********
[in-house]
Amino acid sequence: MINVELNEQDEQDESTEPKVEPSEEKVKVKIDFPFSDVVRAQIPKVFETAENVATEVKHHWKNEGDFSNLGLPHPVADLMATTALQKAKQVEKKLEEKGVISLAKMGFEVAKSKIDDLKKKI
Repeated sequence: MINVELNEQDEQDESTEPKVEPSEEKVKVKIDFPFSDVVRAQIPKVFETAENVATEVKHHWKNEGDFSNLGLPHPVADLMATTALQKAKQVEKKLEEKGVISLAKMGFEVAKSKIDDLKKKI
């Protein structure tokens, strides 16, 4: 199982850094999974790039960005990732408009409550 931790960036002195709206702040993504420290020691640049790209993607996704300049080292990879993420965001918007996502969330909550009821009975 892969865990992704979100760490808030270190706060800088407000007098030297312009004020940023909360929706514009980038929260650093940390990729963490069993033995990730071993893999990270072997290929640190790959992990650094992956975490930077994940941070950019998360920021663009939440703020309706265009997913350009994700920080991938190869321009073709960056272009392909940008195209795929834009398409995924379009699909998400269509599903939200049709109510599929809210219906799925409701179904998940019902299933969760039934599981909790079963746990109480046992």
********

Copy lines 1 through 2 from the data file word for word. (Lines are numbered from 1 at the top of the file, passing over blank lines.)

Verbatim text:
[in-house]
Amino acid sequence: MINVELNEQDEQDESTEPKVEPSEEKVKVKIDFPFSDVVRAQIPKVFETAENVATEVKHHWKNEGDFSNLGLPHPVADLMATTALQKAKQVEKKLEEKGVISLAKMGFEVAKSKIDDLKKKI